49

6

Product cost ($)

35000

3000

 

Summary

As a result of the work, it was obtained a workable design of an engine chamber with a weight of 350 kg, made of Inconel 718 material by selective laser melting of metal. Such camera has passed a series of hot firing tests, which made it possible to draw following conclusions:

1. Additive technologies are promising for manufacturing of rocket engines combustion chamber. Technology usage is limited only by the dimensions of existing 3D printers operation area.

2. Additive technologies can significantly reduce production cycle of experimental designs and amount of necessary design documentation.

3. For thrust chamber production in such a way it is required significantly less amount of equipment and technological devices, which can substantially reduce production time, increase production flexibility and reduce cost of products in general.

4. Changes to design, which takes place during elaborating, do not lead to the need of re-equipment of the production.

5. It is possible to abandon complex technological processes of the cooling path.

References

1. Dehtyarev, A. V., Kushnarev, A. P., Popov, D. A. Raketa kosmicheskogo naznachenija sverhmalogo klassa [Small launch vehicle]. Space Technology and Missile Weapons, Dnipro, Ukraine, 2014, no. 1, pp. 14 – 20.

2. Synyarev, H. B., Dobrovol’skyy, M. V. Zhidkostnye raketnye dvigateli teorija i proektirovanie [Theory and design of liquid propellant rocket engines]. Moscow, Defense Industry Publ., 1957. 588 p.

3. Vorobey, V. V., Lohynov, V. E. Tehnologija proizvodstva zhidkostnyh raketnyh dvigatelej [Production technology of liquid rocket engines]. Moscow, Moscow Aviation University Publ., 2001. 496 p.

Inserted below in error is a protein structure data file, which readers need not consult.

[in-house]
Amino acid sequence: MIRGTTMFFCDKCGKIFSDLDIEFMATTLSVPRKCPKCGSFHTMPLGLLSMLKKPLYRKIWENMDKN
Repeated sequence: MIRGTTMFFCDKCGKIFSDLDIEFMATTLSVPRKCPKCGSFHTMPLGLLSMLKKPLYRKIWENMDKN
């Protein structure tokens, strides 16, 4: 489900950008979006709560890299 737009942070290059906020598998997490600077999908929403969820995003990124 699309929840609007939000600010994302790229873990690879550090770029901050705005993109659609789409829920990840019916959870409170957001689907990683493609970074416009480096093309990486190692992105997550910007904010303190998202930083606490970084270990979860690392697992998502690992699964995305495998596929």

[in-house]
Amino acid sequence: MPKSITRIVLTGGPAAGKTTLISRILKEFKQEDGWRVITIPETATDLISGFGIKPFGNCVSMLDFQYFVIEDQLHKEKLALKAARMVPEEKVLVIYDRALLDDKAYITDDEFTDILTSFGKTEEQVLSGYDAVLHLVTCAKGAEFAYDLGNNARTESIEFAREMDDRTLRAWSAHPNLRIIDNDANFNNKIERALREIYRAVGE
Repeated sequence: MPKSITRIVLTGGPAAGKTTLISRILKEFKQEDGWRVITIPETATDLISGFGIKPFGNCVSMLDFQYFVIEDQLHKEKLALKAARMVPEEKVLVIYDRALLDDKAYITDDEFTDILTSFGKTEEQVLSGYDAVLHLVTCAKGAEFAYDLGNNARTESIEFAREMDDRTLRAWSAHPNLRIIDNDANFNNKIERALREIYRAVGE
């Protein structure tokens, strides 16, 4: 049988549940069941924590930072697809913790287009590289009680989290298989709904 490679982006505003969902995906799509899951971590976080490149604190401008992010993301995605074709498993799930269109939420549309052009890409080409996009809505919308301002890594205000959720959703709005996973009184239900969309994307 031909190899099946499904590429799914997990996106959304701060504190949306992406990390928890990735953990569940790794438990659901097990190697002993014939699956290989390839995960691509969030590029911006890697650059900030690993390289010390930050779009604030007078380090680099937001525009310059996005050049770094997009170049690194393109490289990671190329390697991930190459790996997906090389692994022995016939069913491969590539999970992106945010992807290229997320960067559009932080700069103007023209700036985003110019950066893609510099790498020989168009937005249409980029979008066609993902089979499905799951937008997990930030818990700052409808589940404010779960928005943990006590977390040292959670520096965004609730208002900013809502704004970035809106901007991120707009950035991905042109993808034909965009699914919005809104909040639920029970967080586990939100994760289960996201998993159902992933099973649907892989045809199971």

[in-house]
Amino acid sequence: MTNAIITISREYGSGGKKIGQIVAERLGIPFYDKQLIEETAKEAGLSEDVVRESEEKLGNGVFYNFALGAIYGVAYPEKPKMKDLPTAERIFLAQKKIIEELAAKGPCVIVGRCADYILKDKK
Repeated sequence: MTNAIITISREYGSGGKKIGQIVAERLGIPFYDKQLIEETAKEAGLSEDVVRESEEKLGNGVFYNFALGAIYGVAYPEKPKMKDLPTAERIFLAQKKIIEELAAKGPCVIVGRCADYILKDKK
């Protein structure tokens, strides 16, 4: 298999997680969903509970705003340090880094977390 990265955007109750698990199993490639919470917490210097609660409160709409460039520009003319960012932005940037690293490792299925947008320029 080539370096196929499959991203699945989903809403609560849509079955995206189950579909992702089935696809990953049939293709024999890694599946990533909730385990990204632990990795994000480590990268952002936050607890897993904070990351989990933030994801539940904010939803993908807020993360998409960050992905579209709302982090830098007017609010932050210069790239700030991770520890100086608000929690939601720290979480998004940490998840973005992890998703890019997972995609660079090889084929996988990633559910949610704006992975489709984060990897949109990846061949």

4. Huzel, D. K., Huang, D. H. Design of Liquid  Propellant Rocket Engines. Huston, National Aerospace and Space Administration, 1967. 461 p.

5. Excell, Jon., Stuart, Nathan. The rise of additive manufacturing. Available at: http://www. theengineer.co.uk/in-depth/the-big-story/the-rise-ofadditive-manufacturing/1002560.article (аccessed 15.07.2017).

6. ConceptLaser a GE Additive company. Available at: https://www.concept-laser.de/en/technology.html (аccessed 15.07.2017).

7. Williams, C. B., Mistree, F., Rosen, D. W. Towards the design of a layer-based additive manufacturing  process for the realization of metal parts of designed mesostructure. Proc. 16th Solid Free. Fabr. Symp. 2005, pp. 217–230.

8. Lewandowski, J. J., Seifi, M. Metal Additive Manufacturing: A Review of Mechanical Properties.  Annual Review of Materials Research, 2016, vol. 46, pp. 11–14.

 

ORIGINAL – ISSN 1727-7337. АВИАЦИОННО-КОСМИЧЕСКАЯ ТЕХНИКА И ТЕХНОЛОГИЯ, 2017, № 6(141)